DUER, WILLIAM. (1743–1799). Congressman, speculator, militia officer. England and New York. Born in Devonshire, England, on 18 March 1743, William Duer was the third son of a wealthy owner of large plantations in Antigua and Dominica. He was educated at Eton, commissioned in the army, and went to India as aide-decamp to (Robert) Lord Clive in 1764. Unable to stand the climate, Duer returned to England, and in 1768 visited New York to buy timber on contract for the navy. In this connection he met Philip Schuyler, and on the latter's advice bought large timber tracts above Saratoga. In 1773 he settled his affairs in England and established himself in New York. Aligning himself with the moderate Patriots at the start of the Revolution, Duer was elected to the Provincial Congress, which offered him a commission as a militia colonel. He turned down the offer but became more active in politics, serving as a delegate to the state Constitutional Convention, where he helped draft New York's constitution. He also sat on the Committee of Safety and Committee on Conspiracies that targeted Loyalists. In 1777 he was appointed a judge on the court of common pleas, which post he held for ten years, and was selected a delegate to the Continental Congress from 1777 to 1778, where he sat on numerous committees and gained the respect of Congressional leaders.
Duer became wealthy from varied financial and commercial ventures, mostly involving the trade in military supplies, and he never hesitated to make use of inside information and political connections. In March 1786 he was appointed secretary to the Board of the Treasury. The next year he was the principal organizer of the Scioto Company, which became connected with the Ohio Company of Associates. In September 1789 Duer became assistant secretary of the new Treasury Department under his friend, Alexander Hamilton, but six months later he resigned, after he was discovered to be taking advantage of his situation to speculate in stocks and bonds. After engaging in large-scale speculations in New England lands and in other business ventures, he attempted to corner the government bonds market. When Duer could not meet his creditors' demands, he was arrested for debt on 23 March 1792 and imprisoned, setting off the first financial panic in the new nation's history. Except for a short period in 1797 he remained in jail until his death on 7 May 1799.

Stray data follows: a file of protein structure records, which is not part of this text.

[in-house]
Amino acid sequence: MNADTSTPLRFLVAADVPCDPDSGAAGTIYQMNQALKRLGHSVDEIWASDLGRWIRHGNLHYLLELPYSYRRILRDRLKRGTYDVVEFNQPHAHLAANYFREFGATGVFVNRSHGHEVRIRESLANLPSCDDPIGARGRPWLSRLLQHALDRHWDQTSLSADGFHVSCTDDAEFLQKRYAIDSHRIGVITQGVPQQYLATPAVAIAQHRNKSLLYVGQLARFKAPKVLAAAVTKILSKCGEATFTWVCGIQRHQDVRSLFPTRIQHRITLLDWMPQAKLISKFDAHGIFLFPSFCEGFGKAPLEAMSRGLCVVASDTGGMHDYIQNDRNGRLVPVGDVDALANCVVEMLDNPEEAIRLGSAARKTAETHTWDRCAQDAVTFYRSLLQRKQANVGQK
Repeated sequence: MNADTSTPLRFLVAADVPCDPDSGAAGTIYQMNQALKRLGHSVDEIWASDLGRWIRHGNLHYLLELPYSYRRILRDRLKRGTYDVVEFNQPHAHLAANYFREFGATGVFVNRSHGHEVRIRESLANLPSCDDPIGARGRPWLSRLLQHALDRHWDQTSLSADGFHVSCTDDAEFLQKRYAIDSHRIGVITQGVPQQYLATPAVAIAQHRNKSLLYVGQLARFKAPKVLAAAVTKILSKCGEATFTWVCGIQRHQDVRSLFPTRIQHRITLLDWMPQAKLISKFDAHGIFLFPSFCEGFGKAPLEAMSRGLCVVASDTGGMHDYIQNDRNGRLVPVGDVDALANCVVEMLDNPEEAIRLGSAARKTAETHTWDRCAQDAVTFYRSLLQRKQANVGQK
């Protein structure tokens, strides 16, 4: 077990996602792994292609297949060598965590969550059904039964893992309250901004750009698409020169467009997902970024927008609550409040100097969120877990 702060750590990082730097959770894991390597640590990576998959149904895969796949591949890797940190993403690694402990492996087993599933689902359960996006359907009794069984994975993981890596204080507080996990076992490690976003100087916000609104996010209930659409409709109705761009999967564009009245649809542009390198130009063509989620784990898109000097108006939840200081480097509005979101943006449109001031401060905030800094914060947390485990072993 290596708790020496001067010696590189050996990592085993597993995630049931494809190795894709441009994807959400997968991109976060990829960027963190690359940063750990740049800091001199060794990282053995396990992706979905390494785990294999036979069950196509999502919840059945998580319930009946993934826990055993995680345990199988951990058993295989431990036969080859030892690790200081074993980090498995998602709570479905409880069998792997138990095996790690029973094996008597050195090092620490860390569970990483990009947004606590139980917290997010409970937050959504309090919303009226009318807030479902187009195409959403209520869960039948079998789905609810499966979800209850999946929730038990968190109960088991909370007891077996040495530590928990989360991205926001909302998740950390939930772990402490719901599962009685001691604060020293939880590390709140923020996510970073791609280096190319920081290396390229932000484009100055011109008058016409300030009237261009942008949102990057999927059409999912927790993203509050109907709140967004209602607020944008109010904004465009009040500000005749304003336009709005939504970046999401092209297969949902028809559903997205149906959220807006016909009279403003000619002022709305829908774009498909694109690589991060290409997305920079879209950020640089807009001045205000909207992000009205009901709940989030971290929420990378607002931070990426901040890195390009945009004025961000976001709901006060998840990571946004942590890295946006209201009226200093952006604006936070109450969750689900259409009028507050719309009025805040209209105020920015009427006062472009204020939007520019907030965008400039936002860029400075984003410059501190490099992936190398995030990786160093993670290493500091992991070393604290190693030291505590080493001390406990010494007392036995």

SEE ALSO Ohio Company of Associates.
Duer Papers. New-York Historical Society, New York City.
Jones, Robert F. "The King of the Alley." In William Duer; Politician, Entrepreneur, and Speculator, 1768–1799. Philadelphia: American Philosophical Society, 1992.
revised by Michael Bellesiles